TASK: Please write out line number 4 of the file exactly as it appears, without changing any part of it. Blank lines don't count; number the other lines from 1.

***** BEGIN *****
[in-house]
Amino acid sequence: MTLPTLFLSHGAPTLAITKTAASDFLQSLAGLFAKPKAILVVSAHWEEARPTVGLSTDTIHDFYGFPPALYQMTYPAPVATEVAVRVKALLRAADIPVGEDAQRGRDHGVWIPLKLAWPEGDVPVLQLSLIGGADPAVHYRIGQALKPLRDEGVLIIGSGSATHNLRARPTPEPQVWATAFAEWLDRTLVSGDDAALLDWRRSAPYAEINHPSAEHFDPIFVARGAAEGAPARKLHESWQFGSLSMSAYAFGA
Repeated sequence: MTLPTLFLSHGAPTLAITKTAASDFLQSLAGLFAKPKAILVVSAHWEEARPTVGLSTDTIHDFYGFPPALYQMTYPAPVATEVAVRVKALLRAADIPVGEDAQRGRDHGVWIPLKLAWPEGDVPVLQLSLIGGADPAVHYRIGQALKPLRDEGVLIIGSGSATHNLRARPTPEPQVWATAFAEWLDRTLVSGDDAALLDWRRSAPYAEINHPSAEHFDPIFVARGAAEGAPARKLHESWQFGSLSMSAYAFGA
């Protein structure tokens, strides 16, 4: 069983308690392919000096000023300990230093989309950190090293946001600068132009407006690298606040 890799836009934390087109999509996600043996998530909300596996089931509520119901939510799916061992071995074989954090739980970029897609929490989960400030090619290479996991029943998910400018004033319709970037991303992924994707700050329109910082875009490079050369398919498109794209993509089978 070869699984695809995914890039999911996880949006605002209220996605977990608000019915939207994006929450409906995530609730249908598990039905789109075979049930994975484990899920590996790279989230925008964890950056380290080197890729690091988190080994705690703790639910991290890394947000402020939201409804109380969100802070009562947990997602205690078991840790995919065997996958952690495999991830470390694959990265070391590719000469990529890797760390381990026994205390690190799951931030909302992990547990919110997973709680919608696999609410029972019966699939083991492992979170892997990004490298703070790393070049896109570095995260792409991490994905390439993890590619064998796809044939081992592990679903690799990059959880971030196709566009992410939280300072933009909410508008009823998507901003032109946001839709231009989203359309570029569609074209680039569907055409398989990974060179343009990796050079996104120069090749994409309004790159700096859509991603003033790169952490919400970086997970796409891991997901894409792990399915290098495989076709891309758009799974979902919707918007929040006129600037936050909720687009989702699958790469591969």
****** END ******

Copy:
């Protein structure tokens, strides 16, 4: 069983308690392919000096000023300990230093989309950190090293946001600068132009407006690298606040 890799836009934390087109999509996600043996998530909300596996089931509520119901939510799916061992071995074989954090739980970029897609929490989960400030090619290479996991029943998910400018004033319709970037991303992924994707700050329109910082875009490079050369398919498109794209993509089978 070869699984695809995914890039999911996880949006605002209220996605977990608000019915939207994006929450409906995530609730249908598990039905789109075979049930994975484990899920590996790279989230925008964890950056380290080197890729690091988190080994705690703790639910991290890394947000402020939201409804109380969100802070009562947990997602205690078991840790995919065997996958952690495999991830470390694959990265070391590719000469990529890797760390381990026994205390690190799951931030909302992990547990919110997973709680919608696999609410029972019966699939083991492992979170892997990004490298703070790393070049896109570095995260792409991490994905390439993890590619064998796809044939081992592990679903690799990059959880971030196709566009992410939280300072933009909410508008009823998507901003032109946001839709231009989203359309570029569609074209680039569907055409398989990974060179343009990796050079996104120069090749994409309004790159700096859509991603003033790169952490919400970086997970796409891991997901894409792990399915290098495989076709891309758009799974979902919707918007929040006129600037936050909720687009989702699958790469591969």